Things I Learned From My Cat(s)

February 16, 2024
Inside HR
Performance Management
Talent Management
Read time: 3 mins

Pets (cats, in truth) have been a part of my entire life. I know many people are not fans, but my love affair with them has spanned every decade of my life. All have been adopted from shelters or rescues, and have run the gamut from purebreds to alley cats. Each and every one of them has taught me something about life—and how to live.

Felines are pros at being in the moment. My current elderly feline recently lost his sight, and to paraphrase my vet, cats are excellent at dealing with what is currently happening—they don’t fret about what they may have lost and spend no time worrying about the future. These are good reminders about not ruminating on past mistakes and being mindful only of necessary planning for the future.

Cats are also adept at telling you what they need (truth be told, it’s usually food or love). Every cat I have owned over the years has had a completely reliable internal alarm clock, letting me know that it is morning and time to be fed or late afternoon—and time to be fed. Both activities are usually followed by head bumps, a signal that some loving attention is in order. Unfortunately, cats are not particularly good at telling you when they are not well, hiding their maladies until it is often too late. I am still contemplating this tactic.

Have you ever watched a cat play with abandon? Sheer joy (like dancing when nobody’s watching)! From stalking and pouncing to aerial acrobatics, cats will play until they have spent all their energy. It is an excellent reminder that fun is essential to a life well spent.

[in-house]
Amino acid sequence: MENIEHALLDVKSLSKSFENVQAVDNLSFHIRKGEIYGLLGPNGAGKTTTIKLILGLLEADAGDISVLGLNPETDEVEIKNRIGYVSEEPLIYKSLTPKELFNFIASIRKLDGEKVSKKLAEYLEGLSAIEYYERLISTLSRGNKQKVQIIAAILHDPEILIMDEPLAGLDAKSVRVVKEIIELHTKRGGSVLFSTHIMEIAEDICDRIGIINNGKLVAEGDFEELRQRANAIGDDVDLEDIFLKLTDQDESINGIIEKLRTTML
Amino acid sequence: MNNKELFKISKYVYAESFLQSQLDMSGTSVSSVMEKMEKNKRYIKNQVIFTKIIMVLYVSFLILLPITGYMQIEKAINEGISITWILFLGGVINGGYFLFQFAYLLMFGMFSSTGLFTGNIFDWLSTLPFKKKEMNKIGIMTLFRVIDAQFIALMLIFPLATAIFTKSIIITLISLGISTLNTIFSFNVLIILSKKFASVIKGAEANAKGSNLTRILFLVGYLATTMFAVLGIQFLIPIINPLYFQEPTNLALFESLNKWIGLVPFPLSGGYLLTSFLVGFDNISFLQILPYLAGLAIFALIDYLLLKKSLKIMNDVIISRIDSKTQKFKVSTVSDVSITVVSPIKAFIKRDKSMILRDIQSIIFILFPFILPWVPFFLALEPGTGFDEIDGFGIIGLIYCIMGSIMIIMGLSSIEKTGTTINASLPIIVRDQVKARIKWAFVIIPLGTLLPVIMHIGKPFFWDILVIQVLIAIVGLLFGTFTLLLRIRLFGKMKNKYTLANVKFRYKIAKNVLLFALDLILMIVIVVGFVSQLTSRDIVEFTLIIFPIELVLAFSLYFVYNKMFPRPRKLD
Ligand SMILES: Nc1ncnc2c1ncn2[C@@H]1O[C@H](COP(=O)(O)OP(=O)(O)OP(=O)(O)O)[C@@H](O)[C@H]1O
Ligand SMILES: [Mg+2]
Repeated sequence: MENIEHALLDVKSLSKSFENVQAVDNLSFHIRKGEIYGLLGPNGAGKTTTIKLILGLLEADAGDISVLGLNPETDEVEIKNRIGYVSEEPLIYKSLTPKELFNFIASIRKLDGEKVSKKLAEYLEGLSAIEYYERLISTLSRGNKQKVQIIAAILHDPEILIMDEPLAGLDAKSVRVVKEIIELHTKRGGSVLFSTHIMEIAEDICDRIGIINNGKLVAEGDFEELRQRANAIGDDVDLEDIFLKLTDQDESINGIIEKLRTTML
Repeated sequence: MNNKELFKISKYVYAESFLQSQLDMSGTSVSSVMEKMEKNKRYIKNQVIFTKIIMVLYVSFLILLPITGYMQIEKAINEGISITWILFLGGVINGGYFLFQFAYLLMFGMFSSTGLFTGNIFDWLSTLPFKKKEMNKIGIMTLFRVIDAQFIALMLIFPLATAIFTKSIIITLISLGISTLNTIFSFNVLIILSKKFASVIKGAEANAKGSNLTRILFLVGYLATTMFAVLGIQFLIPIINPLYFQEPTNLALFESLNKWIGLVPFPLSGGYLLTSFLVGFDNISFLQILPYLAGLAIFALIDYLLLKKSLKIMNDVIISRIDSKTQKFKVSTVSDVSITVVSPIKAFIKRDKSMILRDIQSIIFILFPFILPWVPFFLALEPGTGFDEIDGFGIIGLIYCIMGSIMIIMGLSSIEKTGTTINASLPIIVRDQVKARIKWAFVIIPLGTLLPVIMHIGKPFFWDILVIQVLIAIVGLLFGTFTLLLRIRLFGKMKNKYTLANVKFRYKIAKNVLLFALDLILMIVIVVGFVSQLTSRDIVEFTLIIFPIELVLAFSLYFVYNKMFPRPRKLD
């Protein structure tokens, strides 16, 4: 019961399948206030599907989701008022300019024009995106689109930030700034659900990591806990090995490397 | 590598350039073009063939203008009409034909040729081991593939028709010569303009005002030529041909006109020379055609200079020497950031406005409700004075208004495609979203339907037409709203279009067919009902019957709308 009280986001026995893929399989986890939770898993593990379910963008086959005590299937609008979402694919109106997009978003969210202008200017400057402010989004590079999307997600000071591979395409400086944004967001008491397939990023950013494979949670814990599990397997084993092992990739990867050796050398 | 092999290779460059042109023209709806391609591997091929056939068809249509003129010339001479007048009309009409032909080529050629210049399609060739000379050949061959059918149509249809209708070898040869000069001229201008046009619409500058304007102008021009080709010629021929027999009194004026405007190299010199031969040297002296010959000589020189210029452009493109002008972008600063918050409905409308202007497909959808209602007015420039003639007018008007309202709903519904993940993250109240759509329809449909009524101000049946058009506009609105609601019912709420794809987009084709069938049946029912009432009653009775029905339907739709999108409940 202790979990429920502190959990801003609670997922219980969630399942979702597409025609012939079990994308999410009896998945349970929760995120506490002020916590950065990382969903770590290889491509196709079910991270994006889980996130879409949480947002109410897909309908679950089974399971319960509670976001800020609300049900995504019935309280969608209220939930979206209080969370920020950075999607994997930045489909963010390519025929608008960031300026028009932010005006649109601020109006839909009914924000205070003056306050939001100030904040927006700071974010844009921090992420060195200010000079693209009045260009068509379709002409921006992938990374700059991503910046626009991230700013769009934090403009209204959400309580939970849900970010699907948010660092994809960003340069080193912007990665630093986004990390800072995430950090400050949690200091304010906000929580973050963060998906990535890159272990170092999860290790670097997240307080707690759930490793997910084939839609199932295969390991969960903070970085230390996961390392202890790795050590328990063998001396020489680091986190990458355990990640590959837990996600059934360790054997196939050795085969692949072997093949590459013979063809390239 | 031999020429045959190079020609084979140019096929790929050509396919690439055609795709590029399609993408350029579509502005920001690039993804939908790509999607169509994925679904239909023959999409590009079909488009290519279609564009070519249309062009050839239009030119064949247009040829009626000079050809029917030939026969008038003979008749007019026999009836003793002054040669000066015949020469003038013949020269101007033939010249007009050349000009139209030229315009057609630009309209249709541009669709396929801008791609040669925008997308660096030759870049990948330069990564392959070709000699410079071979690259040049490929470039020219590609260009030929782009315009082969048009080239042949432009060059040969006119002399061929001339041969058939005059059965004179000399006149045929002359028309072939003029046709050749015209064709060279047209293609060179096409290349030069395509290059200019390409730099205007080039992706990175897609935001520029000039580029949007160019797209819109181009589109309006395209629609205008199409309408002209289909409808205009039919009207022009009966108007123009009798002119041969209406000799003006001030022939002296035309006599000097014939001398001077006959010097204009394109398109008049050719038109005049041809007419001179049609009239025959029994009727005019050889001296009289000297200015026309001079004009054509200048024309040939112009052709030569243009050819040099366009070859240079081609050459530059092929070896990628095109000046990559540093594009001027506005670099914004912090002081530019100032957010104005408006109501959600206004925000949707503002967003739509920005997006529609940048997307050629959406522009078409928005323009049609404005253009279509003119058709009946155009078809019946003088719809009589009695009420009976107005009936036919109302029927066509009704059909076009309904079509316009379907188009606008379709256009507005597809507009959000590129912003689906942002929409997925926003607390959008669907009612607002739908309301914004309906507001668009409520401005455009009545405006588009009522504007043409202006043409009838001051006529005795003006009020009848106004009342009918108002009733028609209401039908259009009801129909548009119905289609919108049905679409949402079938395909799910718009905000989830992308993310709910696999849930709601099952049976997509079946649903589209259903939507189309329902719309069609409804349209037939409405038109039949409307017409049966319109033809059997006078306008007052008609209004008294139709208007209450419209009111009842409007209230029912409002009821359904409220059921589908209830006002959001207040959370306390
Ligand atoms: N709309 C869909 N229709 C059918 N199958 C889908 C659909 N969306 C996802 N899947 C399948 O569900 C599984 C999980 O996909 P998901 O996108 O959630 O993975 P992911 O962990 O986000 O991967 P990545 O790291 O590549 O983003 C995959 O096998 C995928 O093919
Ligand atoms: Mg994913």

Back to my senior kitty that has become blind. I spent the first several days following the vet’s confirmation that he could no longer see engaging in “what ifs.” What if he gets lost in the house; what if he makes a misstep and falls down the stairs? The list was endless. After a day or two, it was apparent he has an amazing ability to navigate just fine without my intervention. In fact, when I try to intervene, it just confuses him. If I need to reorient him to his surroundings, I simply put him in front of his food bowl to let him know where he is. He still jumps up on my bed for a cuddle, spends quality time on his heating pad, and navigates the house without issue.

Not to directly compare the needs of our employees to the above scenario, but this experience has left me pondering how we, as employers, approach our employees. It is easy to make assumptions about their capabilities, but the lesson here is not to assume limits based on our concerns but to assist employees in navigating their way, with our assistance if needed, to their own success. You will be amazed at what they can accomplish!